Football teams from all levels typically have a relationship with medical clinics or providers. In high-level teams, there is typically a medical team employed to assist the team’s players. A team doctor (TD) is typically the head of this medical team however there may be different structures. This often involves a resident physiotherapist working with a consulting doctor. In more advanced forms, a medical team consists of a resident TD with physiotherapists, trainers, masseurs, a nutritionist, psychologist and a podiatrist. In the absence of a large medical team, the TD would have to perform numerous tasks. For example, they may advise players on nutrition (including meal selection), supplement use, anti-doping protocols and assist in some cases with manual therapy and ankle strapping. The ability to perform multiple duties becomes especially important when on tour with a team.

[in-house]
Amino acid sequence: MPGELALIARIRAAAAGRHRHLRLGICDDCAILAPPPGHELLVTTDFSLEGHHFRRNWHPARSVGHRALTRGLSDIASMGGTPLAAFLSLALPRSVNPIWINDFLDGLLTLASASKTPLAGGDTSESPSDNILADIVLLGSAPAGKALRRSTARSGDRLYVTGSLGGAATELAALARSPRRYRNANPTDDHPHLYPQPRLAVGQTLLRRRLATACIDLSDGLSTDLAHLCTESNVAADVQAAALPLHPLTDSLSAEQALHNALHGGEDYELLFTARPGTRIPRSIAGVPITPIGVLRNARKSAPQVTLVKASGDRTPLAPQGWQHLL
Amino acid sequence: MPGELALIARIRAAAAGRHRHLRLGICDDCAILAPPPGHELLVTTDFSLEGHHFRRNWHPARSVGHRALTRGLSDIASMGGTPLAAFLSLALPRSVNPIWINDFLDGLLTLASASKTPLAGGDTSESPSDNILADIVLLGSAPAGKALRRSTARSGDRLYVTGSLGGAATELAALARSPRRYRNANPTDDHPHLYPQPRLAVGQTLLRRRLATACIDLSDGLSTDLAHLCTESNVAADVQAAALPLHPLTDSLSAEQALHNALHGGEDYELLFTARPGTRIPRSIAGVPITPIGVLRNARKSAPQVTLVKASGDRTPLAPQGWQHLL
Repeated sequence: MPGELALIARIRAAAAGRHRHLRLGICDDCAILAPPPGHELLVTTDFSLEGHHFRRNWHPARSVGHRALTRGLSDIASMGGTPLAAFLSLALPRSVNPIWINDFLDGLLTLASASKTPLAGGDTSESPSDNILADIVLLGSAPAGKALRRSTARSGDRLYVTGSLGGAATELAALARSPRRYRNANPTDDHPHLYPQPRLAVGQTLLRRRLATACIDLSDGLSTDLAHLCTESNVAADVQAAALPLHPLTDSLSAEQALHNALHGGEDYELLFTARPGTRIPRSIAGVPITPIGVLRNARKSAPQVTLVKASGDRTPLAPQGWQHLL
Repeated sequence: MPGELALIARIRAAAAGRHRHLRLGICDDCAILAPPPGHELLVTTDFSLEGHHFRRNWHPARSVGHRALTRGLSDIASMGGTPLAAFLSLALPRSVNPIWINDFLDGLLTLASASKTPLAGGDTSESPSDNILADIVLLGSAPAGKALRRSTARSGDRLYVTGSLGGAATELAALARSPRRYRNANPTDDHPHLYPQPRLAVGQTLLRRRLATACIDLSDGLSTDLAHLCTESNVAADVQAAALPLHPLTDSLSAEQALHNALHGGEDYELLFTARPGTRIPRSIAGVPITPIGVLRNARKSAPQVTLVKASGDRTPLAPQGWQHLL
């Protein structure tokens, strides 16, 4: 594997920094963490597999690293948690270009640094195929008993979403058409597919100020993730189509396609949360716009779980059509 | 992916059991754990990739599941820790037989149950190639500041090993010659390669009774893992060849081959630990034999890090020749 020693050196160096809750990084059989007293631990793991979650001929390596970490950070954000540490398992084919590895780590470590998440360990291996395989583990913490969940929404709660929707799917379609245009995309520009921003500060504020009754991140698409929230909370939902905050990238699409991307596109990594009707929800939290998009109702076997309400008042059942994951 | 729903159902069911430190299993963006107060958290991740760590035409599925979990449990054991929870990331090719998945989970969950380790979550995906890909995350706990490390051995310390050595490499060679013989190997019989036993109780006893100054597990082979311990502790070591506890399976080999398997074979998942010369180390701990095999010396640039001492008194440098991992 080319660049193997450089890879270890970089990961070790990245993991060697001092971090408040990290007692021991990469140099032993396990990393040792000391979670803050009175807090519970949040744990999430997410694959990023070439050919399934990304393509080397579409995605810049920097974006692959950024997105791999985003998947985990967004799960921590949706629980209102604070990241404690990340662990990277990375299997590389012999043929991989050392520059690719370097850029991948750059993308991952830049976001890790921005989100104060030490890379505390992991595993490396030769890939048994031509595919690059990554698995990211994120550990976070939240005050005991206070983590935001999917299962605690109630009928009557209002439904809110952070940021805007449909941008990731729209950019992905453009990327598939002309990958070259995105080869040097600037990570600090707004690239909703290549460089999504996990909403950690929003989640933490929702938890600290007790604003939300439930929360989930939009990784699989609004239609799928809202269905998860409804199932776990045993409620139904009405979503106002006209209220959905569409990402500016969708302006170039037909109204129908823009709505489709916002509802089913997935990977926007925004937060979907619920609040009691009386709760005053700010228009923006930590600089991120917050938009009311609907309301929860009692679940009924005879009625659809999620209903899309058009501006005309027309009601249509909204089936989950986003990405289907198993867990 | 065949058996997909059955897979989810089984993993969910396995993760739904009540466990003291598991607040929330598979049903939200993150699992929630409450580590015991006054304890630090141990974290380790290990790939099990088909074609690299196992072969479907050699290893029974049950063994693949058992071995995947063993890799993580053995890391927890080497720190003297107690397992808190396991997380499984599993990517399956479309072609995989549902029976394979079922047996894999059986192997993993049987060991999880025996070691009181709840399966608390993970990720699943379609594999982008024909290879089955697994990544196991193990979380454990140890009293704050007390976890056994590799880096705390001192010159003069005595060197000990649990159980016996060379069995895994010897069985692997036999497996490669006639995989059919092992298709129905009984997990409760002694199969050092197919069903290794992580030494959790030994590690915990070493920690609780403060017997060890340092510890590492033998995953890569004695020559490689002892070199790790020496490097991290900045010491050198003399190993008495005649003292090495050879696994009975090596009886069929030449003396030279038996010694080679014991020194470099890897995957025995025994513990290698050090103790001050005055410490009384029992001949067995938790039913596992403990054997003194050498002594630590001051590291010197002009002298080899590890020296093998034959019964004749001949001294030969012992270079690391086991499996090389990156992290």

The All Whites medical staff at the Azteca Stadium in Mexico City.
Regardless of the composition of the medical team, the TD is ultimately responsible for the short- and long-term health of the players and staff. Injuries and illnesses that occur beyond the expertise of the doctor should be referred to a suitable specialist and a referral network should be established both at home and at other locations when the team is travelling.
The TD advises the coach about the health status of the players and makes the final decision with respect to the players’ eligibility for competitive football. The TD must respect players’ confidentiality, especially when addressing the media. A media protocol should be agreed with team management and players.
Dr Jon Patricios
Sport and Exercise Physician